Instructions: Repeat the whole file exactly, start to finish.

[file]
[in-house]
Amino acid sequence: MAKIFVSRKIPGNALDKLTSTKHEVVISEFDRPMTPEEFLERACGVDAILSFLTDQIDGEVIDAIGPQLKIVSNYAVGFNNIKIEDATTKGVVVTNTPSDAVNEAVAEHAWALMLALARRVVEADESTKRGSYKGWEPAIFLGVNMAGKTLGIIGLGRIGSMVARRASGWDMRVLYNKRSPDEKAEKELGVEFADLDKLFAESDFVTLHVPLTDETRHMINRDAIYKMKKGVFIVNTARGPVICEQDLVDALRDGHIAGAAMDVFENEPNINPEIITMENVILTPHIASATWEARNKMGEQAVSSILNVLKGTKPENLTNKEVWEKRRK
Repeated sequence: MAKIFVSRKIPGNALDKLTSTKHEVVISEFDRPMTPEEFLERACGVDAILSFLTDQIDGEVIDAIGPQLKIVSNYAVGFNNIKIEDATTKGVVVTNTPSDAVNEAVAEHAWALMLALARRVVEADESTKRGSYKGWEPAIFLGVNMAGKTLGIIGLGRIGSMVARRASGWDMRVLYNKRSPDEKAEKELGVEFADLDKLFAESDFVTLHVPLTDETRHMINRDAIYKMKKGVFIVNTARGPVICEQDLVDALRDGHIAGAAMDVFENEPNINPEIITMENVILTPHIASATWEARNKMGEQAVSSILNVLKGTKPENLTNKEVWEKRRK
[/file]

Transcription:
[in-house]
Amino acid sequence: MAKIFVSRKIPGNALDKLTSTKHEVVISEFDRPMTPEEFLERACGVDAILSFLTDQIDGEVIDAIGPQLKIVSNYAVGFNNIKIEDATTKGVVVTNTPSDAVNEAVAEHAWALMLALARRVVEADESTKRGSYKGWEPAIFLGVNMAGKTLGIIGLGRIGSMVARRASGWDMRVLYNKRSPDEKAEKELGVEFADLDKLFAESDFVTLHVPLTDETRHMINRDAIYKMKKGVFIVNTARGPVICEQDLVDALRDGHIAGAAMDVFENEPNINPEIITMENVILTPHIASATWEARNKMGEQAVSSILNVLKGTKPENLTNKEVWEKRRK
Repeated sequence: MAKIFVSRKIPGNALDKLTSTKHEVVISEFDRPMTPEEFLERACGVDAILSFLTDQIDGEVIDAIGPQLKIVSNYAVGFNNIKIEDATTKGVVVTNTPSDAVNEAVAEHAWALMLALARRVVEADESTKRGSYKGWEPAIFLGVNMAGKTLGIIGLGRIGSMVARRASGWDMRVLYNKRSPDEKAEKELGVEFADLDKLFAESDFVTLHVPLTDETRHMINRDAIYKMKKGVFIVNTARGPVICEQDLVDALRDGHIAGAAMDVFENEPNINPEIITMENVILTPHIASATWEARNKMGEQAVSSILNVLKGTKPENLTNKEVWEKRRK